Appraisals: A Speedbump in the Home Financing Process
The world’s population has grown to nearly 8 billion from roughly 2.5 billion in 1950. With this growth has come the demand for housing, especially in the United States, as 70+ million people in their late 20s and early 30s enter the prime home buying age.
Countless articles and books have already been written about this generation but suffice it to say millions need help in financing their dream of home ownership. As a result, many are discovering that the home loan process is not as simple as buying an airline ticket online or obtaining an automobile loan. Nor is it as fast. Between applying for a loan, analyzing their credit history, researching title and ownership, reviewing loan options, and making sure that the property is worth what the buyer and seller have agreed, the process can take 1-2 months.
As we wrap up summer and head into autumn, appraisal delays are likely to be cited as the Number One reason for delays in the loan process. Loan officers and lenders, along with their borrowers across the nation, are experiencing the disruption caused by appraisal process, whether it is an appraisal management company finding an appraiser to appraise the property, the cost of the appraisal, or waiting for the report to be completed. It is important for borrowers to understand the various players involved and the issues.
Appraisal hiccups, parameters
From the lender’s perspective, allowing a borrower to borrow more money than the home is worth makes no sense. If the lender has lent $400,000 to the purchaser because that is what the buyer and seller have agreed the property is worth, but the property is determined, through an independent appraisal process, to be worth $300,000, and the borrowers default, the lender is at risk of losing a significant amount of money.
Unfortunately, this is what happened during the financial crisis of 2007-2009 as lenders, borrowers, real estate agents and other “interested” parties used inflated values to determine loan amounts. Appraisals were “pushed” after appraisers were influenced to provide higher values. If a borrower stopped making payments and went into default, lenders and investors were left owning properties worth a fraction of the loan amount, and billions of dollars vanished.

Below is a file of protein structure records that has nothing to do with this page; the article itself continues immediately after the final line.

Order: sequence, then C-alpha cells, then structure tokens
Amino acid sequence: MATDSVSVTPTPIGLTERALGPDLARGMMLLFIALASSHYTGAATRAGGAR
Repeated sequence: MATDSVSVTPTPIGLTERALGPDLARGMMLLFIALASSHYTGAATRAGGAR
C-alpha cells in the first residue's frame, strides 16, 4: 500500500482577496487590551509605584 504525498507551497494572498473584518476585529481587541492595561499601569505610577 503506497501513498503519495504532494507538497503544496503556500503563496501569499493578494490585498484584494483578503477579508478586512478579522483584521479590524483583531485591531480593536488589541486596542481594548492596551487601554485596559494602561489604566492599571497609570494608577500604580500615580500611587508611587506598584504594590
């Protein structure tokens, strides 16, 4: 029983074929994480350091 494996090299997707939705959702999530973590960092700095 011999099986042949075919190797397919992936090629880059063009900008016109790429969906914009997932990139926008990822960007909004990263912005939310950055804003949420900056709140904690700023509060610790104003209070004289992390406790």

To stop this from happening again, an intermediary was eventually created by regulators. Appraisal management companies, or AMCs, were set up to provide a theoretical buffer between a lender or borrower and the actual appraiser. Regulators with an eye on compliance and other proponents believe that if the lender cannot determine, or even communicate with, the appraiser carrying out the valuation, a more accurate assessment of value will occur. And the AMC’s staff appraisers will review the work of the actual appraiser to improve reliability.
Cost and delays
Critics, however, will point out that the AMC model is more expensive since the AMC will charge $150-300 on each appraisal. Additionally, AMCs, when acting as go-betweens cause communication confusion and time delays, given the nature of the process. When a loan is scheduled to close on a certain day, and an underwriter has questions about the value, reaching someone at an AMC who must then relay that information to the appraiser, and back again, can cause a multi-day delay.
But delays are not only the fault of the AMC. Appraisers themselves are in short supply. Mathematically, appraisers can complete two, perhaps three, complete appraisals per day. But the actual number of appraisers around the nation, those with “boots on the ground” looking at homes inside and out as well as comparable properties in the area, has been steadily declining for years.
Being an appraiser is viewed as unglamorous by people in their 20s looking for a career. Requirements for being a licensed appraiser include a college education and an internship (some would say an apprenticeship) with an existing appraiser. In effect, an existing appraiser will train their future competition.
The money earned by appraisers has not increased much over the years. Yet the cost to borrowers has, since the fees AMCs charge is added to the amount. Appraisers have choices about which assignments to accept and will often chose the most lucrative appraisals to carry out. Put another way, if an appraiser has the choice of appraising a house in a subdivision near their office, or a house on a remote farm 40 miles away – for the same fee – which will they choose?
Hope on the horizon
So, borrowers and lenders find themselves in a situation in which many appraisals are expensive, few appraisers are entering the industry, and everyone is seeing delays.
But on the flip side there is talk of technology assisting the appraisal process, an increase in the number of properties receiving a property inspection waiver, and investor policies changing to accommodate an improved appraisal process. No one wants to relive the financial calamity of 2010 over again, but with prudent, measured steps, appraisal costs, timeframes, and reliability will be improved.
The views and opinions expressed herein are the views and opinions of the author and do not necessarily reflect those of Nasdaq, Inc.